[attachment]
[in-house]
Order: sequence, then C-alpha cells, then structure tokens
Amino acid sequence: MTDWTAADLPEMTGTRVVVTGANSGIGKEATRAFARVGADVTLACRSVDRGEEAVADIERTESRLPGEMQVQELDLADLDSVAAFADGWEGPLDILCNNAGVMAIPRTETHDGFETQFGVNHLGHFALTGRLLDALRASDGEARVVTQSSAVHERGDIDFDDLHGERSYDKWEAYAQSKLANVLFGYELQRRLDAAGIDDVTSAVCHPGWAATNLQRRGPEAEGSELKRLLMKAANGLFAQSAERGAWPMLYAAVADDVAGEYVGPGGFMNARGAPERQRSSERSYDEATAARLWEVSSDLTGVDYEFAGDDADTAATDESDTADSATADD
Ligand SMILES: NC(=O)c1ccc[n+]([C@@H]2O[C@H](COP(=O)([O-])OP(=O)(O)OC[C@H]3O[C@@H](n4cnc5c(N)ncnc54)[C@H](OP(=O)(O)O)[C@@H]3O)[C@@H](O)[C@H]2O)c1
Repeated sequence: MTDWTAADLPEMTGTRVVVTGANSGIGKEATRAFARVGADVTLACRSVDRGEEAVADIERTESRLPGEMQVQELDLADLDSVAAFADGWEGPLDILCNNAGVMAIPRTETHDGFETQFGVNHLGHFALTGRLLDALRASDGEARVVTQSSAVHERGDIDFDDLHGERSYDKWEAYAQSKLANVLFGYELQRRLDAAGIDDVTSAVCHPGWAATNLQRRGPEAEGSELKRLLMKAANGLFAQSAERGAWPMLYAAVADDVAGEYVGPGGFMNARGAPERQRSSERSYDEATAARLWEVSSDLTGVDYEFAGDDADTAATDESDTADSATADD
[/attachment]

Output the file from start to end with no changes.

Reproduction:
[in-house]
Order: sequence, then C-alpha cells, then structure tokens
Amino acid sequence: MTDWTAADLPEMTGTRVVVTGANSGIGKEATRAFARVGADVTLACRSVDRGEEAVADIERTESRLPGEMQVQELDLADLDSVAAFADGWEGPLDILCNNAGVMAIPRTETHDGFETQFGVNHLGHFALTGRLLDALRASDGEARVVTQSSAVHERGDIDFDDLHGERSYDKWEAYAQSKLANVLFGYELQRRLDAAGIDDVTSAVCHPGWAATNLQRRGPEAEGSELKRLLMKAANGLFAQSAERGAWPMLYAAVADDVAGEYVGPGGFMNARGAPERQRSSERSYDEATAARLWEVSSDLTGVDYEFAGDDADTAATDESDTADSATADD
Ligand SMILES: NC(=O)c1ccc[n+]([C@@H]2O[C@H](COP(=O)([O-])OP(=O)(O)OC[C@H]3O[C@@H](n4cnc5c(N)ncnc54)[C@H](OP(=O)(O)O)[C@@H]3O)[C@@H](O)[C@H]2O)c1
Repeated sequence: MTDWTAADLPEMTGTRVVVTGANSGIGKEATRAFARVGADVTLACRSVDRGEEAVADIERTESRLPGEMQVQELDLADLDSVAAFADGWEGPLDILCNNAGVMAIPRTETHDGFETQFGVNHLGHFALTGRLLDALRASDGEARVVTQSSAVHERGDIDFDDLHGERSYDKWEAYAQSKLANVLFGYELQRRLDAAGIDDVTSAVCHPGWAATNLQRRGPEAEGSELKRLLMKAANGLFAQSAERGAWPMLYAAVADDVAGEYVGPGGFMNARGAPERQRSSERSYDEATAARLWEVSSDLTGVDYEFAGDDADTAATDESDTADSATADD